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by Dave Butler
Dundurn, September 2019
388 pages
ISBN: 1459740874

Buy in the UK | Buy in Canada

In this third Jenny Willson thriller, Willson has accepted a short-term assignment that takes her out of the Canadian National Park system and into Namibia to assist in an effort to stop rhinoceros poaching. Namibia has an eco-tourism business based upon its wildlife and views poaching as not only morally wrong but also as economically dangerous. Jenny is part of an outside team invited to the country to train a new anti-poaching force while working alongside it to catch a recent rash of poachers. This turns out to be an international issue as well as a local one.

Just as she arrives, a park guide charged with protecting rhinos on conservation land is found dead near two rhinos, also dead. As she works with the new team on anti-poaching techniques, she finds herself pulled into the investigation of the guide's murder. During the course of both murder and poaching investigations, the reader finds out a great deal about the justice system in Namibia as well as the intricacies of an eco-based economy. The author describes the beauty of the stark land and provides a sense of rural village life. There is a great a deal of detail about the international rhino trade and conservation approaches provided through conversations between Jenny and an adventure reporter she befriends. The first half of the book is heavily dialogue-based as all of this information is detailed, and Butler's love of the Namibian landscape shines through.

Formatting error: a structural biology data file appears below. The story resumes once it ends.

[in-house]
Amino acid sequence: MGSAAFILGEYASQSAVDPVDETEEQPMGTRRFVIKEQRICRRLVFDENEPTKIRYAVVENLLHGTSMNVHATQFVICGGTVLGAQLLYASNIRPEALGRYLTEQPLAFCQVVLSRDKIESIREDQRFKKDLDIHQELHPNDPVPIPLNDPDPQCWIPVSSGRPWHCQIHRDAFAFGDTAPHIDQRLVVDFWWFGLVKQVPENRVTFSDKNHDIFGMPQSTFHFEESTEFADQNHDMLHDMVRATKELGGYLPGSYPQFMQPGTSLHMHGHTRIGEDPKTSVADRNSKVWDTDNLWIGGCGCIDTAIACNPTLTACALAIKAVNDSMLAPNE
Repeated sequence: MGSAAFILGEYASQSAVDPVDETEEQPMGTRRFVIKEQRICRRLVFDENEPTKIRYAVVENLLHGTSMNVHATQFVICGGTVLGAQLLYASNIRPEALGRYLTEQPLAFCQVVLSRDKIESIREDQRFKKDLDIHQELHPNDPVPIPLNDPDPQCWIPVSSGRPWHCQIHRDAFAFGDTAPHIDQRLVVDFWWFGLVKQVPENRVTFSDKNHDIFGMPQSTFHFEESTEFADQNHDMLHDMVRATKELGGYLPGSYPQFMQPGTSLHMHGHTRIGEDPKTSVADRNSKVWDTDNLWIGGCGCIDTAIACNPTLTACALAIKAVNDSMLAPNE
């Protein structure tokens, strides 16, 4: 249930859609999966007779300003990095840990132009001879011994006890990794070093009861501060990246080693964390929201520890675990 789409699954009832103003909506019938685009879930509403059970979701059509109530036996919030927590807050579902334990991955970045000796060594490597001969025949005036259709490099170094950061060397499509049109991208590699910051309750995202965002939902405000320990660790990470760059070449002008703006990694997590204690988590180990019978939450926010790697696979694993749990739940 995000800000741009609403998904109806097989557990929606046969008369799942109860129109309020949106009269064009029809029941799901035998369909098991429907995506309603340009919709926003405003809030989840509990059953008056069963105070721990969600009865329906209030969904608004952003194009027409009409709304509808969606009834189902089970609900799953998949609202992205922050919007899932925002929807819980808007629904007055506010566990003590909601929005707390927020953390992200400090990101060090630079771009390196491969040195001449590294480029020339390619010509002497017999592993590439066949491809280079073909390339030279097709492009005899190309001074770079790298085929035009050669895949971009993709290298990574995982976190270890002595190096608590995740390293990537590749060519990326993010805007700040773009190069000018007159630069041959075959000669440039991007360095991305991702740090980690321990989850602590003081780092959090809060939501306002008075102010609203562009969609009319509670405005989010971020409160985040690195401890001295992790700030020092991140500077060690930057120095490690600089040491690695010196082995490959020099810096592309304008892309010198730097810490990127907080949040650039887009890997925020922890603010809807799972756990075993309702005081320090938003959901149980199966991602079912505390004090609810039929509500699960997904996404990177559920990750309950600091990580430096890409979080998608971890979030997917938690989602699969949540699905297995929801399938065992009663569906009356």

About midway through the book, the poachers become active and the pace of the book picks up substantially. Suddenly, the book becomes hard to put down as Willson and the team she trained and now leads conduct a sting operation in an attempt to catch the poachers red-handed. As the suspense intensifies, we continue to learn about Namibia but now the plot takes center stage. The two main story lines merge, as murder and poaching become inextricably tied together.

There is a personal storyline for Jenny Willson as well, and she spends much of the book in something of a crisis over her professional and personal life. While the suspenseful aspects of the plot come to closure at the end of the book, her personal trials do not, leaving a variety of possible directions for the next book. It will be interesting to see where Dave Butler takes Jenny next.

Sharon Mensing, retired educational leader, lives, reads, and enjoys the outdoors in rural Wyoming.

Reviewed by Sharon Mensing, August 2019

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Contact: Yvonne Klein (ymk@reviewingtheevidence.com)

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